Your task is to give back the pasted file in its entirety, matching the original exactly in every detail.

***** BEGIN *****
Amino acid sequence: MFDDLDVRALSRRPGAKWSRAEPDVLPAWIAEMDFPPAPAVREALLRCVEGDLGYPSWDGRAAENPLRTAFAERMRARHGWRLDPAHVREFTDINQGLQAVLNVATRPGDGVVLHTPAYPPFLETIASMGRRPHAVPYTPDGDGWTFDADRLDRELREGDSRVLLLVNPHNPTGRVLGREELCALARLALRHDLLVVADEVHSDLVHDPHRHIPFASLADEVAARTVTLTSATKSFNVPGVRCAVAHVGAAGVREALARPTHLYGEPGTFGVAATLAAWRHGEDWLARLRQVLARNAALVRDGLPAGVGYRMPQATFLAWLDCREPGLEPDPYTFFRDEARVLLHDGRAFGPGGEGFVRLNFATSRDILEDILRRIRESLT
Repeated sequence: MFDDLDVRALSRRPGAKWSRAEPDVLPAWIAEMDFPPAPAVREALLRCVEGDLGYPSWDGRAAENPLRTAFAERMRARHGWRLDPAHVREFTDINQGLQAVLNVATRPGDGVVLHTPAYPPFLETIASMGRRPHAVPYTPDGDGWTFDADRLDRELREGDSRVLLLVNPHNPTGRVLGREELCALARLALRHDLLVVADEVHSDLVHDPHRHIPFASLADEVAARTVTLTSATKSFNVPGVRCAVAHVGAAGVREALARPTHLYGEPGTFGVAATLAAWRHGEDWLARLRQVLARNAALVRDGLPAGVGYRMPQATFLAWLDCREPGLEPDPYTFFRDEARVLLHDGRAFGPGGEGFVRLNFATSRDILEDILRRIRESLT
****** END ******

Amino acid sequence: MFDDLDVRALSRRPGAKWSRAEPDVLPAWIAEMDFPPAPAVREALLRCVEGDLGYPSWDGRAAENPLRTAFAERMRARHGWRLDPAHVREFTDINQGLQAVLNVATRPGDGVVLHTPAYPPFLETIASMGRRPHAVPYTPDGDGWTFDADRLDRELREGDSRVLLLVNPHNPTGRVLGREELCALARLALRHDLLVVADEVHSDLVHDPHRHIPFASLADEVAARTVTLTSATKSFNVPGVRCAVAHVGAAGVREALARPTHLYGEPGTFGVAATLAAWRHGEDWLARLRQVLARNAALVRDGLPAGVGYRMPQATFLAWLDCREPGLEPDPYTFFRDEARVLLHDGRAFGPGGEGFVRLNFATSRDILEDILRRIRESLT
Repeated sequence: MFDDLDVRALSRRPGAKWSRAEPDVLPAWIAEMDFPPAPAVREALLRCVEGDLGYPSWDGRAAENPLRTAFAERMRARHGWRLDPAHVREFTDINQGLQAVLNVATRPGDGVVLHTPAYPPFLETIASMGRRPHAVPYTPDGDGWTFDADRLDRELREGDSRVLLLVNPHNPTGRVLGREELCALARLALRHDLLVVADEVHSDLVHDPHRHIPFASLADEVAARTVTLTSATKSFNVPGVRCAVAHVGAAGVREALARPTHLYGEPGTFGVAATLAAWRHGEDWLARLRQVLARNAALVRDGLPAGVGYRMPQATFLAWLDCREPGLEPDPYTFFRDEARVLLHDGRAFGPGGEGFVRLNFATSRDILEDILRRIRESLT